Former Dayton Independent School District superintendent William “Gary” Rye was convicted Monday of federal charges for stealing from the school district he ran for more than a decade. [Cincinnasti.com]

Former Senate President David Williams has filed candidacy papers to seek election to the judicial seat Gov. Steve Beshear appointed him to last year. [AP]

We Hope Your Friday Is Extremely Black

Kentucky Education Commissioner Terry Holliday will recommend next week to the Kentucky Board of Education that the Fleming County school district — deemed to be in “financial crisis” — be placed under state assistance, spokeswoman Nancy Rodriguez said Wednesday. [H-L]

He’s the Democratic governor in mostly Republican Kentucky, but Steve Beshear took a political risk and fully embraced Obamacare. He had the state build its own health care exchange, which, at 60,000 enrollees, is among the nation’s most successful. [CBS]

Republican U.S. Senate candidate Matthew Bevin said Wednesday that Sen. Mitch McConnell is too insulated to see the wave of GOP voters he believes is ready to sweep the five-term incumbent from office, despite McConnell’s assurances that he will win. [C-J/AKN]

Maybe it’s time to admit that whatever comes out of the great Farm Bill Wars in Congress will be — an experiment. [Politico]

The 2014 U.S. Senate race for the seat now held by Republican Mitch McConnell may be the most important in the nation, but it might be the second-most important election inside the state. [Ronnie Ellis]

The 2013 holiday shopping season may end up being remembered for its ugly sweaters and, for many retailers, even uglier discounts. [Reuters]

A federal judge has cleared the way for former Kentucky Agriculture Commissioner to travel to Florida for five days to watch his son play basketball. [WLKY]

Seahorses may appear slow and awkward but they are ferocious and ingenious predators, according to a new study. [BBC]

Way to go, Lexington, you’re catching up with all the fun in Louisville these days. Three people were shot in a home invasion-robbery Thursday night, but one of those injured may be also be a suspect in the case. [WLEX18]

Take a look inside the company that bungled the Obamacare website. [Newsweek]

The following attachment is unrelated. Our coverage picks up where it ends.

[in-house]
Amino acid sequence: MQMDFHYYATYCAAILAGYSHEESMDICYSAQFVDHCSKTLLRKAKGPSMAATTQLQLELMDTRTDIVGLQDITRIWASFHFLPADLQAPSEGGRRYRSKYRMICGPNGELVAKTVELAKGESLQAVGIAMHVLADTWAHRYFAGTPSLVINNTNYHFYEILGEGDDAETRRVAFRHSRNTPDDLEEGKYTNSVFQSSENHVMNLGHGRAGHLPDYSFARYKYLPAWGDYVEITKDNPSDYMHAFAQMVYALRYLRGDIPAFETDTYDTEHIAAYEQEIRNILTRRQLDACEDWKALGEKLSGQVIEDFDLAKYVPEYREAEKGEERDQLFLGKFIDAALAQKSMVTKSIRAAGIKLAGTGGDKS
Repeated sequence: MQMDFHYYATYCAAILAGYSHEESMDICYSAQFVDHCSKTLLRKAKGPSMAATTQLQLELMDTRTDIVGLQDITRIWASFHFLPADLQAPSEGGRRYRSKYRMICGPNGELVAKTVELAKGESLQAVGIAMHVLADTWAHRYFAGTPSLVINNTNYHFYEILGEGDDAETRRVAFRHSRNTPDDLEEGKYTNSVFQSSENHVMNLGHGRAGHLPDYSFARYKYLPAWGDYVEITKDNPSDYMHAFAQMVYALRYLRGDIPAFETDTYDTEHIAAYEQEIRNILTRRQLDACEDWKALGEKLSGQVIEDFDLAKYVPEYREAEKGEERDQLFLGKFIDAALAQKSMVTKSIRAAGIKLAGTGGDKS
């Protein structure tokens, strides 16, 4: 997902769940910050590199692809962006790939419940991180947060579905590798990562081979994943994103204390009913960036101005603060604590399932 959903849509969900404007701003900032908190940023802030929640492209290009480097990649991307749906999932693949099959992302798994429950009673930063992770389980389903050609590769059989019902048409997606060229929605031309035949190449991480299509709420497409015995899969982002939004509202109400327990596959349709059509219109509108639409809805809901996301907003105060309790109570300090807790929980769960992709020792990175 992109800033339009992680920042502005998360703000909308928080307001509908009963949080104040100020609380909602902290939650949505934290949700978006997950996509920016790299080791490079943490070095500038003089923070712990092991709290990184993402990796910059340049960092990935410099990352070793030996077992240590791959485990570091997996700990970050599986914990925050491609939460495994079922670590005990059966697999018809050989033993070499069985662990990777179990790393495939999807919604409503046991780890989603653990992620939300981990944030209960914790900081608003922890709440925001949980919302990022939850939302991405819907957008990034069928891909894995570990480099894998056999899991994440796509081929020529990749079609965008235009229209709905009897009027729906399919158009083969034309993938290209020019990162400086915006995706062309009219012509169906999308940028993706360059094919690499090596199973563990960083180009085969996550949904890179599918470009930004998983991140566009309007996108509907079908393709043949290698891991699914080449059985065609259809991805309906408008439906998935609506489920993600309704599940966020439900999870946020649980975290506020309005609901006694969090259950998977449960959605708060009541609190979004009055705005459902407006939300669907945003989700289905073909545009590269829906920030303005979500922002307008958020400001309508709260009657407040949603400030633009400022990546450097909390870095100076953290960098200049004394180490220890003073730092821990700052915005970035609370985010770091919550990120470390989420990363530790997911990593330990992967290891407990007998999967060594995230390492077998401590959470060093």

Richmond resident and EKU student Jessica Turner approached the commission during the public comments portion of the meeting and asked for advice on how to make a “fairness ordinance” prohibiting discrimination against people based on gender identity or sexual orientation, a reality. When none of the commissioners said anything, Barnes said, “No comment, thank you.” [Richmond Register]

Steve Beshear doesn’t want you to hear about this story. Last week, the Consumer Financial Protection Bureau took a big step toward reining in irresponsible, predatory lenders by taking its first enforcement action against a large payday loan operation accused of robo-signing court documents related to debt-collection lawsuits, illegally overcharging military servicemembers and their families, and trying to cover these actions up by destroying documents before the CFPB could investigate. [Consumerist]

Hazardous wastes from a glass-manufacturing plant in Danville endangered the health of employees and neighbors over a period of decades, federal lawsuits have charged. [H-L]

The Obama administration has proposed new campaign finance rules that, through the Treasury Department and the IRS, would limit the amount of political advocacy “social welfare” nonprofits—otherwise known as 501(c)(4) groups—would be able to undertake and keep their tax-exempt status. Some of these groups have flirted with the line between being a “social welfare” organization and a political campaign nonprofit with unlimited spending capability. [Slate]